Every February, erotic art museum owner Naomi Wilzig devises a creative, imaginative and notable way to honor the iconic Baker, who is one of her personal heroes. Previous programs have featured Jean-Claude Baker, who is the biographer and adopted son of the famous entertainer, as well as performers who have evoked her spirit.
This year, Lambert will be the guest speaker. In his talk, entitled "The Bottom, the Derriere and the Nyash," he will discuss the similarities and differences between Baker, the famous American expatriate entertainer and Fela Kuti, the Nigerian activist and musician. Lambert, a Miami native, takes the stage in "Fela!," when it opens at the Adrienne Arsht Center for Performing Arts on March 19.
According to Lambert, both of these remarkable talents used their sensuality as power, Baker becoming a darling of a country that called her "one of us," and Kuti a rugged in your face rebel. "Both of their spirits live on, changing our schooled way of seeing movement and hearing music. One with a beat, (the other) one with a banana," he said.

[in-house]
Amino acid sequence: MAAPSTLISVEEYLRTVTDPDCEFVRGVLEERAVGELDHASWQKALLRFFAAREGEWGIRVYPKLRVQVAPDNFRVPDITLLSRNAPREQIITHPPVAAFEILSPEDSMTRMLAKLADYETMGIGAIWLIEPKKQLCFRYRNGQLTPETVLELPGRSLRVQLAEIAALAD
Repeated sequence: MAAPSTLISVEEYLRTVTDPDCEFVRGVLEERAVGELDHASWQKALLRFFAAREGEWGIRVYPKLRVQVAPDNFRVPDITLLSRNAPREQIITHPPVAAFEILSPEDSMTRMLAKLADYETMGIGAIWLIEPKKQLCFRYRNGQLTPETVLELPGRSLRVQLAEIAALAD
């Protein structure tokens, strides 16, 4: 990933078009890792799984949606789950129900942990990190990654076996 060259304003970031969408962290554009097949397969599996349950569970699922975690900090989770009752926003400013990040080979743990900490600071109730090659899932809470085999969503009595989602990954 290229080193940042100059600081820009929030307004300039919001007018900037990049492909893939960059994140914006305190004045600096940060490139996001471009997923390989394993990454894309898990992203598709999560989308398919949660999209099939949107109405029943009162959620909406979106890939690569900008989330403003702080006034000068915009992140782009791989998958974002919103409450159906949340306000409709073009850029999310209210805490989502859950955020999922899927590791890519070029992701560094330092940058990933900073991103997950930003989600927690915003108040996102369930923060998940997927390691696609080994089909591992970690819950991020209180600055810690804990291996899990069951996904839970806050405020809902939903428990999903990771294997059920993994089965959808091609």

Long before she was to become "The Toast of Paris," thanks to her provocative 'banana dance,' Baker had made her electrifying presence known as the star of the "Follies Bergere." She went to Paris to escape racism, but became known worldwide as a fearless opponent of oppression who risked her life for the French Resistance during World War II, returning to the U.S. to fight for civil rights in her native country.
Wilzig has amassed an extensive collection of her Baker memorabilia, which will be on display. She will also screen Baker's films "Princess Tam Tam" and "Zouzou" continuously throughout the evening.
The Feb. 4 event marks the opening of the museum's Josephine Baker exhibit, which will run throughout February in honor of Black History Month. Admission to the opening is $15, which includes access to the world-famous erotic art museum.
More info: World Erotic Art Museum